Monday, May 31, 2010

Eri Yoshida: The Knuckle Princess From Japan

Since landing on American terrain earlier this year, nothing about baseball has fazed 18-year-old Japanese pitching sensation Eri Yoshida much. It's off the field that has been the real challenge. Eri Yoshida has coped with the language barrier, has by all accounts become "one of the guys" in the clubhouse with her Chico Outlaws teammates, and has held her own against some former big-league hitters.

But judging by the awkward gaze she flashed at the gobs of lasagna on her plate in an instructional league clubhouse earlier this year, American eats might just take some getting used to. The moment the lasagna was served was captured on a YouTube video.

"It's cheap, and quantity is much more than we get in Japan," Eri Yoshida said of American food through a translator after making her U.S. debut on Saturday.

But if she has her way, the 5-foot-1, 115-pound Eri Yoshida will be seeing a lot more lasagna. Heralded as the "Knuckle Princess" by the Japanese media, Yoshida became the first female to pitch professionally in two countries when she debuted for the Outlaws in the independent Golden League against the Tijuana Cimmarones

Baseball princess Eri Yoshida made her debut for the Chico Outlaws of the independent Golden League on Saturday night, the first appearance by a woman in American professional baseball since Ila Borders in 2000.

Eri Yoshida allowed four runs in three innings against Los Cimarrones de Tijuana, and she was hit hard at times; one 70-mile-per-hour fastball was crushed for a two-run homer. But she retired 7 of the first 10 batters she faced before tiring. And in her one plate appearance, she drove in a run by bouncing a bases-loaded single to right field

Eri Yoshida got off to a much better debut than Borders did in her first game in 1997, when she failed to retire any of the three batters she faced for the Saint Paul Saints of the Northern League. Borders pitched four years in independent leagues, ending her career in 2000.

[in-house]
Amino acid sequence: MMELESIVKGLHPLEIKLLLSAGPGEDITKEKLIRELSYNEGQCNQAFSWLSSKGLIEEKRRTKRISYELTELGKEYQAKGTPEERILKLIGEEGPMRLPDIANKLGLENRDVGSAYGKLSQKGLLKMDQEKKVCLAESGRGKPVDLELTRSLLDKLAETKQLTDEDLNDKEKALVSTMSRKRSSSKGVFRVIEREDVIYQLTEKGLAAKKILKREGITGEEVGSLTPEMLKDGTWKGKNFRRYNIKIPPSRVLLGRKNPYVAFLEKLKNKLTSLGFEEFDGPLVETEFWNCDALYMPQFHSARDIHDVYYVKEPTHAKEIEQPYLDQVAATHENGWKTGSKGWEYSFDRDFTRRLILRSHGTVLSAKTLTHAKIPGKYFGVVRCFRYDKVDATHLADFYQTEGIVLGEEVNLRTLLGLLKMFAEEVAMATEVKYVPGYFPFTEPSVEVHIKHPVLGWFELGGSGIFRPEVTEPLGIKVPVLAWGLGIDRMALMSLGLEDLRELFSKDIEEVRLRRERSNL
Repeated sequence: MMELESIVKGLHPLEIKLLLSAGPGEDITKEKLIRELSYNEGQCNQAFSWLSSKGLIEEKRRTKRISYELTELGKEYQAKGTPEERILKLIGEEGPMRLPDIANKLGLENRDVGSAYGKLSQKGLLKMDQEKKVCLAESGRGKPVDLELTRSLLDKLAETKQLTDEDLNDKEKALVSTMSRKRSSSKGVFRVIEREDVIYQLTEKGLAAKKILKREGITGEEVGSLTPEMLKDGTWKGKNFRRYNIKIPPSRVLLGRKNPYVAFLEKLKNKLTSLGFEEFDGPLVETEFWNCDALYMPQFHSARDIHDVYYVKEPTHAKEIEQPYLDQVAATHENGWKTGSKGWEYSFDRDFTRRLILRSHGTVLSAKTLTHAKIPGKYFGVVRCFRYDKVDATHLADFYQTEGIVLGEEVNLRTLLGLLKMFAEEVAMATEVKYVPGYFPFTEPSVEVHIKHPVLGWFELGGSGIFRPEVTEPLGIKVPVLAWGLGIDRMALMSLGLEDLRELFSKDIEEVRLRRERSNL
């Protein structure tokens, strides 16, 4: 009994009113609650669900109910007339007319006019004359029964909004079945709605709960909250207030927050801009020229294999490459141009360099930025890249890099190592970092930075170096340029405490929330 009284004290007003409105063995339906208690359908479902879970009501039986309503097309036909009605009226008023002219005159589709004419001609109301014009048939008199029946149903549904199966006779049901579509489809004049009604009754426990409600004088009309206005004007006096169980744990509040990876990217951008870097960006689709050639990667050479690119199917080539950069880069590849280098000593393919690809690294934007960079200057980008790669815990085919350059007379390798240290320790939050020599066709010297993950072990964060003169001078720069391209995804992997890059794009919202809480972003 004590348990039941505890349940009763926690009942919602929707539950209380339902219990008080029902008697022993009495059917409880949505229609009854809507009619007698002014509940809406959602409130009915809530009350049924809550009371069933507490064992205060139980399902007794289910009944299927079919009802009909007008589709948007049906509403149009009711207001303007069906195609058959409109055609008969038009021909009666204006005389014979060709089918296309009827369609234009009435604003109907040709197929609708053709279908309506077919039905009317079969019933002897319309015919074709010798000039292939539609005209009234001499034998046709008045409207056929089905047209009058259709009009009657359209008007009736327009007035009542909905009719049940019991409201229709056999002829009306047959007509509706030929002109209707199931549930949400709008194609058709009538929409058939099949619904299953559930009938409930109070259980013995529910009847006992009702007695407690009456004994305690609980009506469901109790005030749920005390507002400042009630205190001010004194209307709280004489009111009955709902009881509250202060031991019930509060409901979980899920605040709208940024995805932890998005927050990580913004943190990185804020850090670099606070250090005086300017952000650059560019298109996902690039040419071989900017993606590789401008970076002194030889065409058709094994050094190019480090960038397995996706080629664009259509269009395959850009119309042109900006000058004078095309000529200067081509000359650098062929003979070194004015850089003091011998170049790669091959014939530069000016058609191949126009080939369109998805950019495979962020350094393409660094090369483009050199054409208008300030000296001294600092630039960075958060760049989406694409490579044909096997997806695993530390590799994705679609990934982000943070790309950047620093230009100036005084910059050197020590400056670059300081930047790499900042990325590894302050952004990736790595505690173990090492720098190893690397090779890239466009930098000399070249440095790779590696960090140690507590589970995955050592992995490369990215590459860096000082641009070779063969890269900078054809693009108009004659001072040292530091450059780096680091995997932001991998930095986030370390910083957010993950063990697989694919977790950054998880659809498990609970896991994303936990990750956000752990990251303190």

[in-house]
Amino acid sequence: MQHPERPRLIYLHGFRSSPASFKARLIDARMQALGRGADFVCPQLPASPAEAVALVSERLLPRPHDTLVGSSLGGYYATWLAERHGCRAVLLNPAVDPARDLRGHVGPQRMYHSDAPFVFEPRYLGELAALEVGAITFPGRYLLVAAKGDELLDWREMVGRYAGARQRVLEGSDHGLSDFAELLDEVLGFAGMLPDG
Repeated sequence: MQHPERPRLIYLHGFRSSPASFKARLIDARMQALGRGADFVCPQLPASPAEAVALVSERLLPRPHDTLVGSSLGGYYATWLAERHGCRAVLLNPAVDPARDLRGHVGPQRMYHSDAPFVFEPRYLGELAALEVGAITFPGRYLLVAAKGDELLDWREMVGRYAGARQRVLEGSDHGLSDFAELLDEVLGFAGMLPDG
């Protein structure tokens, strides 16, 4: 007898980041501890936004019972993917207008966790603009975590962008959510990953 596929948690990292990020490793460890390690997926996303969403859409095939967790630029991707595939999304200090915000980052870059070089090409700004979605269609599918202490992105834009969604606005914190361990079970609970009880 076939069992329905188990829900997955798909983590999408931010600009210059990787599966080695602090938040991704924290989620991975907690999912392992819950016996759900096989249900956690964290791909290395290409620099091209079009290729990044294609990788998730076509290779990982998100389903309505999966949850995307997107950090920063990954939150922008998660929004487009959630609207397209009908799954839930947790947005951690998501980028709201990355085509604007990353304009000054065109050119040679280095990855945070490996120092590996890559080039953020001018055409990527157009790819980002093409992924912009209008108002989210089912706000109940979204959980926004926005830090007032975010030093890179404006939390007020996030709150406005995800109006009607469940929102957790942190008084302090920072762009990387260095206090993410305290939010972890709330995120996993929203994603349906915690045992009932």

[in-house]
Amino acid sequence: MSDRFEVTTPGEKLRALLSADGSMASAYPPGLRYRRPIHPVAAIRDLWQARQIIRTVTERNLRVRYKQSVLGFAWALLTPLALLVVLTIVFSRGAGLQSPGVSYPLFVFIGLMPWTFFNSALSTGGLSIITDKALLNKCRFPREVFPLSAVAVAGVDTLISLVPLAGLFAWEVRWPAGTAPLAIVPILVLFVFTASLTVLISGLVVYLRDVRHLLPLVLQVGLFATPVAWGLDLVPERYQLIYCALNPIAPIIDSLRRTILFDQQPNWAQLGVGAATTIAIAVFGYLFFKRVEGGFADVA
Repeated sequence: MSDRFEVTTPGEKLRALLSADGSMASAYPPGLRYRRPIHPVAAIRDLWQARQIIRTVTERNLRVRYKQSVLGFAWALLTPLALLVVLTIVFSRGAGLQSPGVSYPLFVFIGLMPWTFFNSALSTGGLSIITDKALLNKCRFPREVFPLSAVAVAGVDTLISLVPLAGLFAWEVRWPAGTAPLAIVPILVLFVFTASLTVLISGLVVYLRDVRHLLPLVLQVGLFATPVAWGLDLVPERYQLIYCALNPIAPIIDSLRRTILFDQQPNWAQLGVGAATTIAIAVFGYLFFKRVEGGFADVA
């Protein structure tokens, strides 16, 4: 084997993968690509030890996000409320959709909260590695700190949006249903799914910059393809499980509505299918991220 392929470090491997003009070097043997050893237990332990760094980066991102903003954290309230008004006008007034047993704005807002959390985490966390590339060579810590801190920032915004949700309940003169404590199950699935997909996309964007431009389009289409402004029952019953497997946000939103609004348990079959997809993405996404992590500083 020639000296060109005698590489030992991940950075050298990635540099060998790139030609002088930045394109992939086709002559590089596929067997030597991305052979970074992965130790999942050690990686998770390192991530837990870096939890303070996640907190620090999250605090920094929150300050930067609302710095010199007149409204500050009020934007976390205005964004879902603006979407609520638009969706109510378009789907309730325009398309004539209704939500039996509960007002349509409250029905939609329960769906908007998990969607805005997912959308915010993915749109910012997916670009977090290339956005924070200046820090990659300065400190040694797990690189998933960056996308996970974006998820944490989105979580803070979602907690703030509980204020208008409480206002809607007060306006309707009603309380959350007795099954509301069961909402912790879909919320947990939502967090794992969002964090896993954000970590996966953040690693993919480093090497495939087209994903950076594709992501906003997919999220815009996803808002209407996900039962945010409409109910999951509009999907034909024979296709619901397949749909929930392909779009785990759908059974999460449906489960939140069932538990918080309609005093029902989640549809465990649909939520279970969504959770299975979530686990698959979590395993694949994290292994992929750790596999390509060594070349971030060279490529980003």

After former San Francisco Giants infielder Ivan Ochoa led off the game for the Tijuana Cimarrones by bunting for a single, drawing jeers from the crowd, Eri Yoshida settled down and kept Tijuana off-balance with a sidearm knuckleball that usually registers in the 50 mph range.

It is a world away — and halfway around the globe — from where Eri Yoshida grew up, in Kawasaki, an urban city on the outskirts of Tokyo. Spurred by the interest in Eri Yoshida, the Outlaws are streaming all of their home games live on the Internet this season. About 25 media outlets were credentialed for the game.

While this might seem like a gimmick, it appeared to work as the Outlaws drew 4,400 fans to the game. Eri Yoshida learned to throw the knuckleball as a young girl by watching Wakefield. She taught herself the pitch and never had any formal coaching for how to throw the knuckler until meeting her idol during spring training in Florida earlier this year.

Mike Marshall said he has no doubt Eri Yoshida has the makeup to handle this historic challenge. He said the biggest factor in determining how far she will be able to take it will be how much stronger she gets in the next few years.

"There's going to be a draft here in a couple weeks and there's probably only a handful of 18-year-old high school kids who are going to get drafted who could come here and play. Men, Look at the rosters. You have Double-A, Triple-A, big-league guys. This isn't affiliated rookie ball; this isn't affiliated A-ball. This is way up there. These are 25- to 35-year-old men she's playing against." Los Angeles Dodgers outfielder Mike Marshall said.

Despite the disparity in age, experience, gender and cultural upbringing, Eri Yoshida is fitting in well with her new team. Manager Garry Templeton, an admitted skeptic when he first saw her pitch this winter, said the players missed her when she didn't make a season-opening road trip to Mexico.

He said Eri Yoshida has been taken to kangaroo court, where she was fined a dollar, like all newcomers to the court. The only special treatment she gets is separate locker room facilities to change in and her own hotel room on the road.

"They're protective of her," Garry Templeton said. "She blends in well. She's just a ballplayer. They see her as a ballplayer, not as a girl."

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1 comments: on "Eri Yoshida: The Knuckle Princess From Japan"

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